Joe Manchin said it best: “We have 11 million jobs that we haven’t filled, 8 million people still unemployed. Something’s not matching up here.” The West Virginia …
Joe Manchin said it best: “We have 11 million jobs that we haven’t filled, 8 million people still unemployed. Something’s not matching up here.” The West Virginia senator’s instincts are right. Something in the labor market fundamentally changed during the pandemic. Fewer people seem willing to work.
The National Federation of Independent Business has been conducting a monthly survey of small business owners since 1974. The August results were disconcerting. A 48-year record high — 50% — reported job openings that could not be filled. Of those owners hiring or trying to hire, 91% reported there were few or no “qualified” applicants. A record high 29% reporting no – zero – qualified applicants. All this despite a record high 41% reporting that they had increased compensation. As a result, another record high — 28% — identified labor quality as their top business problem.
So, what’s causing these historically bad results?
Conservatives believe the $300 weekly federal unemployment insurance bonus that expired in September suppressed the labor market.
Attempting to explain the dismal August jobs numbers, President Biden blamed the delta variant. But 77% of Americans over 18 have had at least one vaccine shot and 68% have had both. About 700,000 additional doses are being administered every day. Add in unvaccinated individuals with natural immunity and one analysis recently found that roughly 80% of the country already has vaccinated or natural immunity.
Bottom line, neither the virus nor the weekly unemployment bonus fully explain the extent of the current labor shortage. To determine if there were other explanations for the slow return to work, I spoke with 10 business owners in the retail sector that I’ve known for years.
While some mentioned COVID and the federal unemployment bonus as concerns, to a person their primary concern was that people seem to have lost the desire to work following more than a year of government support.
The business owners were all willing to increase pay to get good employees but believe they are competing with work-free government largesse – and losing.
While Americans had $400 billion more in savings in July than when the pandemic began, the Biden administration has increased food stamp benefits by 25% and Democrats now want to make the current $3,600 per year tax credit for children under 6 – and $3,000 for older children – permanent rather than letting it expire next July.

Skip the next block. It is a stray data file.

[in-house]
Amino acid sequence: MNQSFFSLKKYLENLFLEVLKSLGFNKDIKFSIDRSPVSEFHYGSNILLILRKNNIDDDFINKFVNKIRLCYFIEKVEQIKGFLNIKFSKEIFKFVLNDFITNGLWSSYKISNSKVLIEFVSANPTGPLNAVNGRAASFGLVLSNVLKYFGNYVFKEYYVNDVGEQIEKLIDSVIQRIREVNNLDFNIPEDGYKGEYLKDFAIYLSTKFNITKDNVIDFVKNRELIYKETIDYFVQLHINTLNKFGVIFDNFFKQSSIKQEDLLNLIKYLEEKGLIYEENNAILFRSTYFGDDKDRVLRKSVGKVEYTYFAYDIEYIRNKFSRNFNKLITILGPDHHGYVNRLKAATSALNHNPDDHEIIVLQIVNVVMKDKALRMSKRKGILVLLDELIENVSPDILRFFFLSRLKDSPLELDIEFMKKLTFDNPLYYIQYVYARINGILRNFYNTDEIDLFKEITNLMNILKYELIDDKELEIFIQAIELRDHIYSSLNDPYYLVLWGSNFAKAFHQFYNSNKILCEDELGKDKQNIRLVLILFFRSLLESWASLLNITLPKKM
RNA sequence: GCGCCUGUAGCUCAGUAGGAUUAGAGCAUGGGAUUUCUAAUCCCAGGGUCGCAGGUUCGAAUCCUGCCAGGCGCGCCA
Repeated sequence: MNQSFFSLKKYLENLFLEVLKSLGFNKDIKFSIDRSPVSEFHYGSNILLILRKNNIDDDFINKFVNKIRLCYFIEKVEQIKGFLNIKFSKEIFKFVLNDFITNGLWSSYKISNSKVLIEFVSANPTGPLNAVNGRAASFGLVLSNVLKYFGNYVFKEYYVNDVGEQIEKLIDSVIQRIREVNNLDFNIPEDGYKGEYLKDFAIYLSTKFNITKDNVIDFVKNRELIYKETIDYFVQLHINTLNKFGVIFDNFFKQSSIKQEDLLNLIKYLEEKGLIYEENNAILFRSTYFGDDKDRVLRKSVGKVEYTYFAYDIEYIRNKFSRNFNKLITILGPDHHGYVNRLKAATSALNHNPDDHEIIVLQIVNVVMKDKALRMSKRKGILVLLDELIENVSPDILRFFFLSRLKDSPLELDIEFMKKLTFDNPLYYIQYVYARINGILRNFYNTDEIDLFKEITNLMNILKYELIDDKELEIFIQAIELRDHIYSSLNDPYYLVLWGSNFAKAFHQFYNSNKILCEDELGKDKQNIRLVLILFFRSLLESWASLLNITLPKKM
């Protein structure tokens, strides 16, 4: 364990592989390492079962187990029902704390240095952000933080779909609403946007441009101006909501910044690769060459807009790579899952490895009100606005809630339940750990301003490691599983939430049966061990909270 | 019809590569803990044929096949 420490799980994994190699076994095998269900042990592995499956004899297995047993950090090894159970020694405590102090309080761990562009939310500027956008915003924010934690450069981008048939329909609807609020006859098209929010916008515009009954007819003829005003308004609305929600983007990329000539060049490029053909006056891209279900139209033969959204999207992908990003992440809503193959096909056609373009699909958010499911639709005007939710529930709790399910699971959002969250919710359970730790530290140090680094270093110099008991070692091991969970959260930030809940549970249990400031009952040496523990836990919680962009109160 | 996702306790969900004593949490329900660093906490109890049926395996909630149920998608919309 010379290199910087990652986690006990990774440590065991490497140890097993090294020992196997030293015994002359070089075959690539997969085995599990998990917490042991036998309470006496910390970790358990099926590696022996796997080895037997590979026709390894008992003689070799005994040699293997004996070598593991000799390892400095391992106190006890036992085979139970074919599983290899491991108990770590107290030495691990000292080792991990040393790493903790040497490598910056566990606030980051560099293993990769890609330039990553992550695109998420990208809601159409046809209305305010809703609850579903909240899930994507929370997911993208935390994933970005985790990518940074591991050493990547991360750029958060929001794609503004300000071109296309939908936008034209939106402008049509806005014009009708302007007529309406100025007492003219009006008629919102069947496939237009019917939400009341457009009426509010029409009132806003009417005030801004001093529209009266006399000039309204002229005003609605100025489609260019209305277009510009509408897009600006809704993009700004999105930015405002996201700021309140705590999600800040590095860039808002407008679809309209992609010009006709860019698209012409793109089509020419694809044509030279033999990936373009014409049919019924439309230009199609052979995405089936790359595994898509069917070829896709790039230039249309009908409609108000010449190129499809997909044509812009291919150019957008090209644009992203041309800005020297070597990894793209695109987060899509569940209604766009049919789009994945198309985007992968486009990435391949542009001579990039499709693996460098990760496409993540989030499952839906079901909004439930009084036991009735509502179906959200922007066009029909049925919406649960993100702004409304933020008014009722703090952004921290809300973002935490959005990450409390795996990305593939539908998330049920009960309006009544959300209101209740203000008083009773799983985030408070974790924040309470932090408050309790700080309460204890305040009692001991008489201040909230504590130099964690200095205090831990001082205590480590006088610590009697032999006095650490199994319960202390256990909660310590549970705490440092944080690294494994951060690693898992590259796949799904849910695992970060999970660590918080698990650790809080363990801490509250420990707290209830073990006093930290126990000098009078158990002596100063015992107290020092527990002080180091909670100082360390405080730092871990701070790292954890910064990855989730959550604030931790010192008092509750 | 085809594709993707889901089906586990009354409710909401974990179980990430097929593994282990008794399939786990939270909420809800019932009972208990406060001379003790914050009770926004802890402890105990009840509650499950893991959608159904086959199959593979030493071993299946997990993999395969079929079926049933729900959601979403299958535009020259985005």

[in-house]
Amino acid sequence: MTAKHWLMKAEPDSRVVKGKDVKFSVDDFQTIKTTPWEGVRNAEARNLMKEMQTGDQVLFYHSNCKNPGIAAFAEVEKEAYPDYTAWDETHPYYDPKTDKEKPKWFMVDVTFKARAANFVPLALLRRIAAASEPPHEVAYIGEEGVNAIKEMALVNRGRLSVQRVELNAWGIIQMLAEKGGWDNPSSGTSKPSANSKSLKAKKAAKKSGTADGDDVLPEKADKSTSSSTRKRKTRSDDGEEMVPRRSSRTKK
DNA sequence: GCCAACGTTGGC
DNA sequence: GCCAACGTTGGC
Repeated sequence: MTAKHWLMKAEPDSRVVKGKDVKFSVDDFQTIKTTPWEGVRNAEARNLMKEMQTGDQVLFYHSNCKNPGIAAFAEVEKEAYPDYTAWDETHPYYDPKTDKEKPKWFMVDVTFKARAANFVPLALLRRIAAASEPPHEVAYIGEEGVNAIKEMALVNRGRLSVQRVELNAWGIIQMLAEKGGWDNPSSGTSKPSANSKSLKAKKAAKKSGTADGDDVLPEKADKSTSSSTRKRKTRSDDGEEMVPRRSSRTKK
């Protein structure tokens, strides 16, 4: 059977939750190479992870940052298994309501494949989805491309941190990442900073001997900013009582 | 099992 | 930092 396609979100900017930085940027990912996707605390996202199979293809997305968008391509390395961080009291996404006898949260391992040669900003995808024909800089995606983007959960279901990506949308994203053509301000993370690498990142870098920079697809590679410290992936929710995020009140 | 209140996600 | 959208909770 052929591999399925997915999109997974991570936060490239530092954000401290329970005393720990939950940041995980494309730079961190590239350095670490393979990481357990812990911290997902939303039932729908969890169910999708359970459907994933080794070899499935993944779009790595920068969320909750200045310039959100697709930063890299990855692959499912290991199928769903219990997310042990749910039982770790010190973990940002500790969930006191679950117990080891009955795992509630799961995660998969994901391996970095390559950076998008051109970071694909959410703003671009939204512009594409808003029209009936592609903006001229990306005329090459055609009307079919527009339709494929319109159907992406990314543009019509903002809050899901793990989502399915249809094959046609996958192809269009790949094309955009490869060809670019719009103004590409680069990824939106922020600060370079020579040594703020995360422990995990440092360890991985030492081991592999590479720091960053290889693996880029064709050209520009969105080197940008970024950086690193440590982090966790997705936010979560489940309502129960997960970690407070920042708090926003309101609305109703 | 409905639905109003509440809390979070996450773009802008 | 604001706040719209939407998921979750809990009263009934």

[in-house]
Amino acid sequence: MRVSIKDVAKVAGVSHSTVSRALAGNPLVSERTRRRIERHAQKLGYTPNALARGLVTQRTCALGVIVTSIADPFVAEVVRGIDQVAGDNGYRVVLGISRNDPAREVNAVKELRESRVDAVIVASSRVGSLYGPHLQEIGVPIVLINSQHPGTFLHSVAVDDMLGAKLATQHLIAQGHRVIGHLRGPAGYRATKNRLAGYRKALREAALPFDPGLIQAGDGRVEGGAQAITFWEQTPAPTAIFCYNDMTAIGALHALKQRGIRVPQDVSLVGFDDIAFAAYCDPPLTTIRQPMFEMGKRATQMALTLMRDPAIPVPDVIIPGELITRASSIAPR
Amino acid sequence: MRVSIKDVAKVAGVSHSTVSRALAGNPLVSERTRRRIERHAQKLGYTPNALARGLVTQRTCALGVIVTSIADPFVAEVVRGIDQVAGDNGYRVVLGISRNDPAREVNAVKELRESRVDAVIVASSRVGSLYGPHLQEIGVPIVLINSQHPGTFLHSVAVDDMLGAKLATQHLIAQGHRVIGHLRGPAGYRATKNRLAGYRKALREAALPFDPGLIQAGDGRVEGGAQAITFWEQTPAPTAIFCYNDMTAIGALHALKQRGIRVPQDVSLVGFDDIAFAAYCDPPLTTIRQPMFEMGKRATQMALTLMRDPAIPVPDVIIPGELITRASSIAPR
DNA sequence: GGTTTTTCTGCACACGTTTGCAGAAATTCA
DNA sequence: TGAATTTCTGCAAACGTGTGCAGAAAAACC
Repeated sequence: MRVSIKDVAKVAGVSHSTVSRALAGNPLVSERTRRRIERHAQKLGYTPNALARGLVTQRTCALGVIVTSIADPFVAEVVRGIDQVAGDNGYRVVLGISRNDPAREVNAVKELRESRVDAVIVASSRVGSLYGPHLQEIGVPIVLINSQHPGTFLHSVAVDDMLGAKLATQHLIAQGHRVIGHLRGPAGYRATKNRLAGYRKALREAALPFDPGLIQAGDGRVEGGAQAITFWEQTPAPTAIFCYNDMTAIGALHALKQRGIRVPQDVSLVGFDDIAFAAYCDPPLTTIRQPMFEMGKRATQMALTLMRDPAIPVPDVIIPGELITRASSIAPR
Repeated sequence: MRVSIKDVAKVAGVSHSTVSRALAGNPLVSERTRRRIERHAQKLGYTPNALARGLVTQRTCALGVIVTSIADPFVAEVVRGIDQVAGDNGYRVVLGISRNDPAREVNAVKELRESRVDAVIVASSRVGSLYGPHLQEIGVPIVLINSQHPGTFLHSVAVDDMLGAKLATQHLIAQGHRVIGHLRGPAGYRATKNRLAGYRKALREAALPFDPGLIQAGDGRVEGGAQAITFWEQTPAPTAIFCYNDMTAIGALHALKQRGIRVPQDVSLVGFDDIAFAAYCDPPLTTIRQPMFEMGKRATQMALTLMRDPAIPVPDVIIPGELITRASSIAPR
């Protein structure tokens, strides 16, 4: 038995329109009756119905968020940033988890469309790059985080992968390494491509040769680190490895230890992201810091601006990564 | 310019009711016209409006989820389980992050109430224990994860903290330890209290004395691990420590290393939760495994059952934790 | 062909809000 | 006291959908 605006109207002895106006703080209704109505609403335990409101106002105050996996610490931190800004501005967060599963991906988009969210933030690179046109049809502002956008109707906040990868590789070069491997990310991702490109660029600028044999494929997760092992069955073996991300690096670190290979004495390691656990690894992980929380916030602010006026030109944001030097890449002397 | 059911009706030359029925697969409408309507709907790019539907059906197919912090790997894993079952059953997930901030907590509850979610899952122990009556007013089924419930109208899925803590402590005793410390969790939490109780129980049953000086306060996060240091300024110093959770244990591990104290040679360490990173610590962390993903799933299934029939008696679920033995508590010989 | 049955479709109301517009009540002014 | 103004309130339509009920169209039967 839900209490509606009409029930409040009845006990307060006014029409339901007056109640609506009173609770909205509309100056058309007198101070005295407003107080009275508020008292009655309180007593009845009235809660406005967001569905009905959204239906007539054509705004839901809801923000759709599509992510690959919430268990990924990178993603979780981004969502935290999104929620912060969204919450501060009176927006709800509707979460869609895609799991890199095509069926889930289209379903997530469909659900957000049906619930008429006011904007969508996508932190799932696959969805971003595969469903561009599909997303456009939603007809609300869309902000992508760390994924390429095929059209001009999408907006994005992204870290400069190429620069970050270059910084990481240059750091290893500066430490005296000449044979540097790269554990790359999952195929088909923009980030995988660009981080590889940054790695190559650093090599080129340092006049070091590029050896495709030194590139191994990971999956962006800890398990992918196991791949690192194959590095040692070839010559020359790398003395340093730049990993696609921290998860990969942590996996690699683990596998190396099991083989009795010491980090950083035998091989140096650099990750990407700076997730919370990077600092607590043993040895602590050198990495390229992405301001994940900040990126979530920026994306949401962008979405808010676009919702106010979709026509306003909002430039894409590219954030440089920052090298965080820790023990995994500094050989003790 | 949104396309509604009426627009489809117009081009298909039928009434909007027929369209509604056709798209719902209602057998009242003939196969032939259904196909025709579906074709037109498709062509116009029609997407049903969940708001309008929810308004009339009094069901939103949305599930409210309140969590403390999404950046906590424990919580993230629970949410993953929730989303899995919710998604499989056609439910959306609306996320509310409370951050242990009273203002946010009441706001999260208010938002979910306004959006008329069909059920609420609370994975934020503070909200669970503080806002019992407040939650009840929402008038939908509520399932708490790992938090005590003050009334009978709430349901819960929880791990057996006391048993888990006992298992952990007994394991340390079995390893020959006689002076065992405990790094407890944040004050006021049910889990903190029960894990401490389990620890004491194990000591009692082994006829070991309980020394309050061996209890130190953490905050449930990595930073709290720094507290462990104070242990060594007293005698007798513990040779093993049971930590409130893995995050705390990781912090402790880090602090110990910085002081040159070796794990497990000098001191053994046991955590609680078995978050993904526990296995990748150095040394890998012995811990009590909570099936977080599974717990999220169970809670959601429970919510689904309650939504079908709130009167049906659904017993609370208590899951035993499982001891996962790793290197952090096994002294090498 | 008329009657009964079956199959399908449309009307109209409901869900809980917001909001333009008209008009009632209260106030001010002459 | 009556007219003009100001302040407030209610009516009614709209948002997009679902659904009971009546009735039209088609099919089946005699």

The child tax credit is a good example of the growing government support mentality businesses are up against. The very successful 1996 bipartisan welfare reform effort required that a substantial percentage of those receiving welfare work, if they were able bodied. Those reforms were good for employees as well as employers looking to hire. They helped struggling parents find jobs, become financially independent and lift their families out of poverty. The labor market grew.
The child tax credit ignores that success. Expressing concern with the structure – not the substance – of making this program permanent, Sen. Manchin complained that “[t]here’s no work requirements whatsoever. There’s no education requirements whatsoever for better skill sets. Don’t you think, if we’re going to help the children, that the [parents] should make some effort?”
Manchin got that right as well. But, apparently, encouraging work is not his party’s goal.
We all want to lift children out of poverty. We also want – and employers want to provide – good jobs and fulfilling careers. But people struggling financially will never find those jobs if the government seduces them into living off what other people produce rather than realizing their potential, accomplishing financial independence and experiencing the dignity and self-respect that come with a job.
Government dependence is neither the way out of poverty nor the path back to 2019’s thriving pre-pandemic labor market.
Andy Puzder, a former restaurant executive, is a senior fellow at Pepperdine University’s School of Public Policy. A longer version of this article appeared in Real Real Politics.